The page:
New statistics show poverty on the rise
By Lee Sustar | September 3, 2004 | Page 12
THE RANKS of the poor and medically uninsured are growing--and the most vulnerable are doing worst of all. According to the Census Bureau, 1.3 million fell beneath the official poverty line in 2003, despite the second year of economic recovery.
The poverty rate for children jumped from 16.7 percent in 2002 to 17.6 percent last year --that is, some 12.9 million kids and teenagers. Overall, the poverty rate rose from 12.1 percent to 12.5 percent--amounting to nearly 36 million people.
"We have had a generation with basically no progress against poverty," Sheldon Danziger, a professor at the University of Michigan, told the New York Times. "The economic growth is not trickling down to the poor." But even the official poverty statistics--appalling as they are in the world's richest country--understate the problem.
The government's poverty line for a family of two adults and two children is $18,660--a ludicrously low figure, especially in the nation's big cities. As the Economic Policy Institute pointed out, the decline in income has been concentrated in what are already the poorest households.
For example, poverty rates in female-headed households increased to 28 percent, up from 26.5 percent in 2002. The rise in poverty was the result of an overall decline in median household income, after accounting for inflation--a drop of 3.4 percent since the year 2000, to $43,318 today.
This decline in income is the result of the worst period for job creation since the 1930s. The slack job market has given employers leverage to keep pay low. Real weekly earnings have dropped 0.9 percent since the beginning of 2004.
Meanwhile, many people who are still working have seen their health insurance cut back or eliminated. The numbers of the uninsured rose last year by 1.4 million, bringing the total to 45 million people.
The percentage of people covered by employer-provided health insurance dropped to 60.4 percent, the lowest level since 1993. At the same time, health insurance premium costs rose by 13.9 percent in 2003--with employers passing on an increasing portion of the costs to workers.
All this should give plenty of ammunition to Democratic presidential candidate John Kerry in his race against George W. Bush. But Kerry, while taking swipes at Bush for the lousy economy, has no program to counteract this social crisis.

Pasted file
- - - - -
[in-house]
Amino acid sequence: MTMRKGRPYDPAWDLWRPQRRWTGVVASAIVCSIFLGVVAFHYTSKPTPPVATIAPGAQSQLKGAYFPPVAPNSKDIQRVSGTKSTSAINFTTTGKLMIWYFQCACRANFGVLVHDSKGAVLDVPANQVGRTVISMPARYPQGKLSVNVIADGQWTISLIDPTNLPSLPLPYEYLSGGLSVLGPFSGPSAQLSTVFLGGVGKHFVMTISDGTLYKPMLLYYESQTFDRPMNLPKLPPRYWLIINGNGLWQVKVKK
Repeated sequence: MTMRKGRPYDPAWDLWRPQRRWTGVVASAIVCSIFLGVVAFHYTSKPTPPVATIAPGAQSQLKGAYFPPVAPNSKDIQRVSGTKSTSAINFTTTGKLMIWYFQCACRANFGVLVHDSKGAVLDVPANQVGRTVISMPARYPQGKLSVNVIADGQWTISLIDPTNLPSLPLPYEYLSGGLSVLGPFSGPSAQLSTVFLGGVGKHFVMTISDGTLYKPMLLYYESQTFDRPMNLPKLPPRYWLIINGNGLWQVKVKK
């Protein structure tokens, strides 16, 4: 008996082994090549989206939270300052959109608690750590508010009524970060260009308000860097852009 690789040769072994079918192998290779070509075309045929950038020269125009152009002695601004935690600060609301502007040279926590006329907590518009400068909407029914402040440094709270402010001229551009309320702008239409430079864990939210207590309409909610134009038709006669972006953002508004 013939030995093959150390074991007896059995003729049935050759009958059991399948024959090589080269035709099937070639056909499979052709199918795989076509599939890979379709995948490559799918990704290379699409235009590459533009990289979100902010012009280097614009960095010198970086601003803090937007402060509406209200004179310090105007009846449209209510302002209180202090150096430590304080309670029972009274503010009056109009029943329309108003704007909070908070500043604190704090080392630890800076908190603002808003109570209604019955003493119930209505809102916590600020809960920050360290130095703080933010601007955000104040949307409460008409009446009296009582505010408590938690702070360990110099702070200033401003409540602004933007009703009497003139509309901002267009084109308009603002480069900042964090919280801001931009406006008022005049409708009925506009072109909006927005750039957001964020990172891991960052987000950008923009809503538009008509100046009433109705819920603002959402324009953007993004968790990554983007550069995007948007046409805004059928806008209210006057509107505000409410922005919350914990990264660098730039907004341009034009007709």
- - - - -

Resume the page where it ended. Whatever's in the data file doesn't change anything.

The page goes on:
His health care plan would have the government spend billions to pick up the tab for some catastrophic medical costs--but would have little impact on bringing coverage to the uninsured. And Kerry has been virtually silent on programs needed to create jobs, fight poverty, build affordable housing or rebuild public schools.
As New York Times columnist Bob Herbert wrote in July, "Amid all the muscle-flexing [at the Democratic National Convention] in Boston this week ('my homeland security platform is bigger than yours'), it was impossible to hear more than the merest hint or offhand whisper about the demoralizing decline in the fortunes of America's cities over the past few years...
"Tax cuts for the wealthy and the administration's hard-right ideology have removed much of the social safety net that we managed to weave over the past several decades, leaving us with a swelling population of vulnerable men, women and children. This has had a disproportionate impact on cities, and the outlook, both short- and long-term, is bleak at best. These are important issues that could be wrestled with if cities were on anybody's agenda. But they're not."
The issues of poverty and social decline are at the center of the Ralph Nader-Peter Camejo independent campaign for the White House. But the Democrats have pulled out all the stops to keep them and their proposals from being part of a public debate. The poverty and medical insurance statistics are only the latest example of why we need a real political alternative.